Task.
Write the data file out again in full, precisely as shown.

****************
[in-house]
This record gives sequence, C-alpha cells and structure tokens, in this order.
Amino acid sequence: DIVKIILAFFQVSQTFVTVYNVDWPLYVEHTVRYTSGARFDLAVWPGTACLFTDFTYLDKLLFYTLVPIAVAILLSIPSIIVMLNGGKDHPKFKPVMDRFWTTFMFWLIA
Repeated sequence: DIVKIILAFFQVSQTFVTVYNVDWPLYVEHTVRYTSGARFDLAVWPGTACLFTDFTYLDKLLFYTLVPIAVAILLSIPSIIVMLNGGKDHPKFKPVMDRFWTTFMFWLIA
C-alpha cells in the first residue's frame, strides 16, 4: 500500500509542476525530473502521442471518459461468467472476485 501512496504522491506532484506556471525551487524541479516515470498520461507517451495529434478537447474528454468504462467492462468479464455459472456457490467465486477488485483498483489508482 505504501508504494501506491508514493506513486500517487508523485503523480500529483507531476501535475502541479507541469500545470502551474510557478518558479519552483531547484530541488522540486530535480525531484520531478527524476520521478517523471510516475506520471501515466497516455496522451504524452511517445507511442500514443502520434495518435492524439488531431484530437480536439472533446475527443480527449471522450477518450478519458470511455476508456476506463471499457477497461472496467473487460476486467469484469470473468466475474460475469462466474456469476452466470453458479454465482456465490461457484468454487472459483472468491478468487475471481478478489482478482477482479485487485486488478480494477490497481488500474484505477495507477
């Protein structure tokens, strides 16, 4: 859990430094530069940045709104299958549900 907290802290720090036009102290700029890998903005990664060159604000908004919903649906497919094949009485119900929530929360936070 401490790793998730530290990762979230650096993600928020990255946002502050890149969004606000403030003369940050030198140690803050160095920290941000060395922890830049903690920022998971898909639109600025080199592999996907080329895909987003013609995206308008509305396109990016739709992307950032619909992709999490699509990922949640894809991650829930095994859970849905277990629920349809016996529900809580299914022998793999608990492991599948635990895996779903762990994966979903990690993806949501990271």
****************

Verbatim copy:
[in-house]
This record gives sequence, C-alpha cells and structure tokens, in this order.
Amino acid sequence: DIVKIILAFFQVSQTFVTVYNVDWPLYVEHTVRYTSGARFDLAVWPGTACLFTDFTYLDKLLFYTLVPIAVAILLSIPSIIVMLNGGKDHPKFKPVMDRFWTTFMFWLIA
Repeated sequence: DIVKIILAFFQVSQTFVTVYNVDWPLYVEHTVRYTSGARFDLAVWPGTACLFTDFTYLDKLLFYTLVPIAVAILLSIPSIIVMLNGGKDHPKFKPVMDRFWTTFMFWLIA
C-alpha cells in the first residue's frame, strides 16, 4: 500500500509542476525530473502521442471518459461468467472476485 501512496504522491506532484506556471525551487524541479516515470498520461507517451495529434478537447474528454468504462467492462468479464455459472456457490467465486477488485483498483489508482 505504501508504494501506491508514493506513486500517487508523485503523480500529483507531476501535475502541479507541469500545470502551474510557478518558479519552483531547484530541488522540486530535480525531484520531478527524476520521478517523471510516475506520471501515466497516455496522451504524452511517445507511442500514443502520434495518435492524439488531431484530437480536439472533446475527443480527449471522450477518450478519458470511455476508456476506463471499457477497461472496467473487460476486467469484469470473468466475474460475469462466474456469476452466470453458479454465482456465490461457484468454487472459483472468491478468487475471481478478489482478482477482479485487485486488478480494477490497481488500474484505477495507477
């Protein structure tokens, strides 16, 4: 859990430094530069940045709104299958549900 907290802290720090036009102290700029890998903005990664060159604000908004919903649906497919094949009485119900929530929360936070 401490790793998730530290990762979230650096993600928020990255946002502050890149969004606000403030003369940050030198140690803050160095920290941000060395922890830049903690920022998971898909639109600025080199592999996907080329895909987003013609995206308008509305396109990016739709992307950032619909992709999490699509990922949640894809991650829930095994859970849905277990629920349809016996529900809580299914022998793999608990492991599948635990895996779903762990994966979903990690993806949501990271």